NATO agreed on Monday to a Libyan request to advise it on strengthening its security forces, lending support to a country where powerful militias have stoked fears of a slide into anarchy.
Libyan Prime Minister Ali Zeidan asked NATO for technical advice and help with training in May and the alliance later sent experts to the country to see how it could help.
The request for help was given added urgency by Zeidan’s brief kidnapping by militia members this month.
Two years after the fall of Muammar Gaddafi in an Arab Spring-inspired uprising, Libya’s fragile government is crippled by infighting and unable to disarm former militia fighters in a country awash with weapons from his four-decade rule.
“Allies have agreed to respond positively to the request made by the Libyan prime minister for NATO to provide advice on defense institution-building in Libya,” NATO said in a statement.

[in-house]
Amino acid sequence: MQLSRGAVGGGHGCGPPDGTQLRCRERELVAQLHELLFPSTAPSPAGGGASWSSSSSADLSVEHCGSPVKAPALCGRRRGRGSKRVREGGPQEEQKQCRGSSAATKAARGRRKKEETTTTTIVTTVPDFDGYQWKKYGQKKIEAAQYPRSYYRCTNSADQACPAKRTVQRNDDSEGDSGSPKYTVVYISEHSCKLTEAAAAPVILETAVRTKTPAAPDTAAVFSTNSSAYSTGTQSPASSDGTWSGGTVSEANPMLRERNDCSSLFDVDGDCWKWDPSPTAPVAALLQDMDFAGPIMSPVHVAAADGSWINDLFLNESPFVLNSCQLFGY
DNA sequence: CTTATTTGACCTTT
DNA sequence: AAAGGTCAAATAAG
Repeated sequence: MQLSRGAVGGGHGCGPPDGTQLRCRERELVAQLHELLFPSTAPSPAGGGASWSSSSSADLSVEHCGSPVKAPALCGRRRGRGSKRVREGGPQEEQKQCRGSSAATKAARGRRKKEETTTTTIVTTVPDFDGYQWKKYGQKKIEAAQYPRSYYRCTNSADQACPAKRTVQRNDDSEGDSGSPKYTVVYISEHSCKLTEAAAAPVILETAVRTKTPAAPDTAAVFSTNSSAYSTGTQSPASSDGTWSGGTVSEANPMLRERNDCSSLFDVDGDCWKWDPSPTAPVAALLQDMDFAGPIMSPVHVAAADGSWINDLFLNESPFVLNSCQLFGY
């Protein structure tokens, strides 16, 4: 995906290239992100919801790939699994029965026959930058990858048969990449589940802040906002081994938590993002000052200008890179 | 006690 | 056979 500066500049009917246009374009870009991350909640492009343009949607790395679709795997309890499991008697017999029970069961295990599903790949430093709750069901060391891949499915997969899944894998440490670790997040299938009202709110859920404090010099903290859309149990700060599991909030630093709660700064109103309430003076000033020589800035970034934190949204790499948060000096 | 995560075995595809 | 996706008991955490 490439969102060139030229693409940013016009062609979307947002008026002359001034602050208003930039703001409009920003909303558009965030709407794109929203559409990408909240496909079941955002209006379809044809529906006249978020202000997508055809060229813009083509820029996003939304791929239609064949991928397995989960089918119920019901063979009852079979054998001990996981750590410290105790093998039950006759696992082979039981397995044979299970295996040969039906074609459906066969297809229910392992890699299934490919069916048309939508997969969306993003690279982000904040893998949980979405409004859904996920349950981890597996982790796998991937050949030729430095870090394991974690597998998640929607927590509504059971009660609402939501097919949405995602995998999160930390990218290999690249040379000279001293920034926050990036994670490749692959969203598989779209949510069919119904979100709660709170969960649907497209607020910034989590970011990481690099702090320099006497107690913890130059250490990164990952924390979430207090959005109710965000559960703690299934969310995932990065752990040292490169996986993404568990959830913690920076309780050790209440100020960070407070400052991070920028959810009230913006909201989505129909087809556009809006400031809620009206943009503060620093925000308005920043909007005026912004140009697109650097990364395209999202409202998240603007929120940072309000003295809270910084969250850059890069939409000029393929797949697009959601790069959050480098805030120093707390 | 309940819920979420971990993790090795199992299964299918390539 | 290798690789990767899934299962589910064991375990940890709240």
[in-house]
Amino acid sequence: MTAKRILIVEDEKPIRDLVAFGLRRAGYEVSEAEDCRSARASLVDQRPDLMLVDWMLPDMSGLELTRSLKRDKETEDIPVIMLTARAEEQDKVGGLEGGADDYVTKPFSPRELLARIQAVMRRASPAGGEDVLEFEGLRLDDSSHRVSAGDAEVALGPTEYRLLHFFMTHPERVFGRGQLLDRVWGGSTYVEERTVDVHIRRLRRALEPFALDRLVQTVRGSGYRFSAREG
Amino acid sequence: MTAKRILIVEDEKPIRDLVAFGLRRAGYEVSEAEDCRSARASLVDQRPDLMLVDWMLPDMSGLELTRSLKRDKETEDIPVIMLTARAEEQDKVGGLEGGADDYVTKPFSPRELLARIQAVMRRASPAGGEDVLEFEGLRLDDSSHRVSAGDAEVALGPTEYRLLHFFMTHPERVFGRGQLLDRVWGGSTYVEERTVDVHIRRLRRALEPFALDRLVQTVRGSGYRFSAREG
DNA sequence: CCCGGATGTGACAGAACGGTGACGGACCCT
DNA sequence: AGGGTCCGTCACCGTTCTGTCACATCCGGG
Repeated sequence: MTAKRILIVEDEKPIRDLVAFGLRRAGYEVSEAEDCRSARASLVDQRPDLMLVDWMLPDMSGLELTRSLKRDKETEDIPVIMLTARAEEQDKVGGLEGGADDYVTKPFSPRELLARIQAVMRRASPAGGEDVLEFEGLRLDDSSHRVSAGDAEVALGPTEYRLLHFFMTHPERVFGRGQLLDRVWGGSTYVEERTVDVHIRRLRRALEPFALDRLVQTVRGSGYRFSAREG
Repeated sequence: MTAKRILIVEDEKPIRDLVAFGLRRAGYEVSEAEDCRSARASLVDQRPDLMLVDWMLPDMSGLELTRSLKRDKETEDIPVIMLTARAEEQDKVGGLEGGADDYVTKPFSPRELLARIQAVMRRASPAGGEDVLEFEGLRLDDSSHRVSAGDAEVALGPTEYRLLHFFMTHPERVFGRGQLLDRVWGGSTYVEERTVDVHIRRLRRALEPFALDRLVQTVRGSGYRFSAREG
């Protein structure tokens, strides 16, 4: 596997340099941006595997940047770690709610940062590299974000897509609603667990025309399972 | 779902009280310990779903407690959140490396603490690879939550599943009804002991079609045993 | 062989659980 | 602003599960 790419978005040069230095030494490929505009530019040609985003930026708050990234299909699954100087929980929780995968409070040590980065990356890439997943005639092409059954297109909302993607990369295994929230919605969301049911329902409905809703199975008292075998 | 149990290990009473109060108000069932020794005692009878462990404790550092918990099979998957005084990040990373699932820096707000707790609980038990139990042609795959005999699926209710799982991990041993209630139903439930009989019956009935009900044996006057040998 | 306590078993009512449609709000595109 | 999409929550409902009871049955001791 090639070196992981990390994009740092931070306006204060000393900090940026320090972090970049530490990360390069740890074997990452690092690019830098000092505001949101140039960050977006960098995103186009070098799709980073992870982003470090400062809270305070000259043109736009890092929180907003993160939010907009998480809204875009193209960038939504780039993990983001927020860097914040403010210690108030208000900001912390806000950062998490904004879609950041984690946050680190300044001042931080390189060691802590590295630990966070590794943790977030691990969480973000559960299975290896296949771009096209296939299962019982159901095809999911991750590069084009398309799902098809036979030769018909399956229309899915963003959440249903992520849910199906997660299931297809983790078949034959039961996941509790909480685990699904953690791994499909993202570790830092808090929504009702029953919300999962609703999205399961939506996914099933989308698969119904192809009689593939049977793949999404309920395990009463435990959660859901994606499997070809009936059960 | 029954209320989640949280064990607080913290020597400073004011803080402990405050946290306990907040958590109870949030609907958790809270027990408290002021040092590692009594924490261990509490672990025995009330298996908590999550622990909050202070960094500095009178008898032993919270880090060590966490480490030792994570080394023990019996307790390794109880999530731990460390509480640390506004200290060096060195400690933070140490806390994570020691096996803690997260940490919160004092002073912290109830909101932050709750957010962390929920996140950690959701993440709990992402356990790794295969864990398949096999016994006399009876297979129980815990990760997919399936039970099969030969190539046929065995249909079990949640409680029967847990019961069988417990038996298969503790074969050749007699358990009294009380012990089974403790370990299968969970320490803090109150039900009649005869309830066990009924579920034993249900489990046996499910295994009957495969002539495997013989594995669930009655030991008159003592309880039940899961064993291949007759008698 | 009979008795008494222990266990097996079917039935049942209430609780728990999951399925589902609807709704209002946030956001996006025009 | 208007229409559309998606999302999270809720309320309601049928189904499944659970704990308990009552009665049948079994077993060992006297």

The 28-nation alliance said it would set up a “small advisory team” to help Libya.
NATO officials provided few details about the mission or how many advisers would be involved.
A NATO source indicated their role would be to advise on strengthening the security forces rather than hands-on training.
The team will be based in Brussels and will not have a permanent presence in Libya, the source said.
NATO said its advisers would work in close coordination with other international organizations and individual NATO members.
NATO played a critical role in toppling Gaddafi. The Western alliance imposed a no-fly zone and used air power to try to prevent his forces attacking civilian areas held by rebels.